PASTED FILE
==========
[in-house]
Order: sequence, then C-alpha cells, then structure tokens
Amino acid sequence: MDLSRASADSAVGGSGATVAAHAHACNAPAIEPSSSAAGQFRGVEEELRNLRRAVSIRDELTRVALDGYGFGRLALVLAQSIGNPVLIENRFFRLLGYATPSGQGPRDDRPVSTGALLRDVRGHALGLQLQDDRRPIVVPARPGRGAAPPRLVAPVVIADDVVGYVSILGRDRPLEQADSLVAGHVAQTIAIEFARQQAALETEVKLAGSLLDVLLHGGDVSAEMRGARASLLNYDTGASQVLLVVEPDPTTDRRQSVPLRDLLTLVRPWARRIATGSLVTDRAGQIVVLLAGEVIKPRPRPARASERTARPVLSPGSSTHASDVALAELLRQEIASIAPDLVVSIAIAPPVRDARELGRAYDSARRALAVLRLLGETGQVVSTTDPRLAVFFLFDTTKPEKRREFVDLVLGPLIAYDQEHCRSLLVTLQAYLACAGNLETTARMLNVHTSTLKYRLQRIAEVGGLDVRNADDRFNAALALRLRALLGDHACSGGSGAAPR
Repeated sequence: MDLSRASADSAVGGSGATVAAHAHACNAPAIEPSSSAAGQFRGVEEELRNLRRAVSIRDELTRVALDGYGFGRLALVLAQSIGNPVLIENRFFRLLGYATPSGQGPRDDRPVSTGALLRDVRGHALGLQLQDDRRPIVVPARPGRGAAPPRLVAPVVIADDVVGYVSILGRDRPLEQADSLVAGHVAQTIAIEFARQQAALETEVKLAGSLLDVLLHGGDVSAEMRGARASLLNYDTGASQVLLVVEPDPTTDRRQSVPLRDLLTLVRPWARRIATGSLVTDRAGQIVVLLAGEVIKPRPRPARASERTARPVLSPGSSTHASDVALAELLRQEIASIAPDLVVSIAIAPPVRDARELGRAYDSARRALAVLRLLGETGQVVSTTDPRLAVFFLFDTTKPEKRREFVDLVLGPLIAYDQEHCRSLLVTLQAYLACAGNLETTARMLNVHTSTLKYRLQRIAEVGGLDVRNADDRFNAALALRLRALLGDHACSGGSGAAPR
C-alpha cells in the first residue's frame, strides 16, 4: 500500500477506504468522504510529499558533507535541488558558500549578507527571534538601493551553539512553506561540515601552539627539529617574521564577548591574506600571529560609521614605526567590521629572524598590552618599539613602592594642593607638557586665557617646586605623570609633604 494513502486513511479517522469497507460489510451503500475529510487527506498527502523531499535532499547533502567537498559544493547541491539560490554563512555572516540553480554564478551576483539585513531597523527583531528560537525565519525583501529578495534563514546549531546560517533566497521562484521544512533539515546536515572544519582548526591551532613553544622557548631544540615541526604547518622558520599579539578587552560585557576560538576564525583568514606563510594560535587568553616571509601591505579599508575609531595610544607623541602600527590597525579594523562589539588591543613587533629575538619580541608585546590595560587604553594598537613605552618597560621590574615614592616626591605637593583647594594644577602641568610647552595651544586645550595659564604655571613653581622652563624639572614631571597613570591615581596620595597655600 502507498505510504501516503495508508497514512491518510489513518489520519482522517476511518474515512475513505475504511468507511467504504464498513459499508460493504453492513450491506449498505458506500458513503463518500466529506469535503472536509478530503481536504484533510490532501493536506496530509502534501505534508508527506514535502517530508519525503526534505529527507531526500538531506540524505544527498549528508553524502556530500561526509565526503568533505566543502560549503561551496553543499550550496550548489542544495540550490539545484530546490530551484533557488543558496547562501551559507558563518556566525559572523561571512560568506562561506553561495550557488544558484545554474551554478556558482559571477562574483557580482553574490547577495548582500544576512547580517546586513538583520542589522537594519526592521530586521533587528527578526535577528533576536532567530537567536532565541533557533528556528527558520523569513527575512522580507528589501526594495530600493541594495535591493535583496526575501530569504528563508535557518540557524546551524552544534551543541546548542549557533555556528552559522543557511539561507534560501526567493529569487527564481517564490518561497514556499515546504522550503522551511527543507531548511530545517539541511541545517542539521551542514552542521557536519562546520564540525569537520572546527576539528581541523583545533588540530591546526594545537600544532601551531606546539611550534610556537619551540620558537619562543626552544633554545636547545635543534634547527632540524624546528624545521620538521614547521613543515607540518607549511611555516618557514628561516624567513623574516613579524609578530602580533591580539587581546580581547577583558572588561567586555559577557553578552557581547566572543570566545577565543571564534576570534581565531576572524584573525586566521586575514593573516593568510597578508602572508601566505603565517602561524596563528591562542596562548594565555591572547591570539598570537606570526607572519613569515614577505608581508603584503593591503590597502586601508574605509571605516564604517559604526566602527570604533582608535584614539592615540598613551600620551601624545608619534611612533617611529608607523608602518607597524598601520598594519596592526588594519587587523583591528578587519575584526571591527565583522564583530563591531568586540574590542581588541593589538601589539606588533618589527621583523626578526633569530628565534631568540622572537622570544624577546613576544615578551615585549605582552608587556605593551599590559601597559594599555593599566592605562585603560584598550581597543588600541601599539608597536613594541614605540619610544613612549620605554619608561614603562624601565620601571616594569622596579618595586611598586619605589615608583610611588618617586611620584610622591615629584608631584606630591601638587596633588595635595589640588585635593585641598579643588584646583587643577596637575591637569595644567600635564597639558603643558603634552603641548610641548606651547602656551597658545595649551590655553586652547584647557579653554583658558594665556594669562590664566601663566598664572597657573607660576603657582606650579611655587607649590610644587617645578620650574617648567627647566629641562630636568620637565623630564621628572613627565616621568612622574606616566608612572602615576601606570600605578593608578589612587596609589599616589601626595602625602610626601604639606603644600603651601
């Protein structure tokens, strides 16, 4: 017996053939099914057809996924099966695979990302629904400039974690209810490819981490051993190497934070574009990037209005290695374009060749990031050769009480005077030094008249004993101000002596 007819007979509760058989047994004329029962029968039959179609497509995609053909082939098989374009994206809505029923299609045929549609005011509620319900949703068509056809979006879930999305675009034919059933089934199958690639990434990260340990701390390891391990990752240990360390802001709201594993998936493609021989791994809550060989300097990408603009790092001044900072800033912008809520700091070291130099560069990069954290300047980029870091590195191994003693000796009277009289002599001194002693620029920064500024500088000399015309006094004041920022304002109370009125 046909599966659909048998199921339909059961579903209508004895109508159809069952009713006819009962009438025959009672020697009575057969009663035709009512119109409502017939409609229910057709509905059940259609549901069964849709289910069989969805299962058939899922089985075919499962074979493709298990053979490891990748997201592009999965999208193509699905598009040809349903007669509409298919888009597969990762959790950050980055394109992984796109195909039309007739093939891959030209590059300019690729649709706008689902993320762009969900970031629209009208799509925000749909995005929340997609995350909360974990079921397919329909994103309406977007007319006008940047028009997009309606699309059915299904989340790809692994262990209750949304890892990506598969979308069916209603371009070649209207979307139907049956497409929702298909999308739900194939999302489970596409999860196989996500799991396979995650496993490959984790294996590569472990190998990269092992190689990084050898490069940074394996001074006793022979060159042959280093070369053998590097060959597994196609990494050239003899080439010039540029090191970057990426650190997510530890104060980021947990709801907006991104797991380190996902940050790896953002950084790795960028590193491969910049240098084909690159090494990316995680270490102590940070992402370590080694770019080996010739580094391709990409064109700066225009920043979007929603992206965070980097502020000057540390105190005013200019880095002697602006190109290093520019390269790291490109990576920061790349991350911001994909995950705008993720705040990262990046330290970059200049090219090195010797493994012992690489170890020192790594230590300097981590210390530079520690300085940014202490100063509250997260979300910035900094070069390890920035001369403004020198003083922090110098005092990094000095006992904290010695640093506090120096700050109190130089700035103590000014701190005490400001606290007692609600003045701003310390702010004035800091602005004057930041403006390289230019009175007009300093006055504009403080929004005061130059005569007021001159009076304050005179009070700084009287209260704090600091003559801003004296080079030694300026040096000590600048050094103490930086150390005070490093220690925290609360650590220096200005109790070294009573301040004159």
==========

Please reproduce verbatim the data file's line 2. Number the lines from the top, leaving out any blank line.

Order: sequence, then C-alpha cells, then structure tokens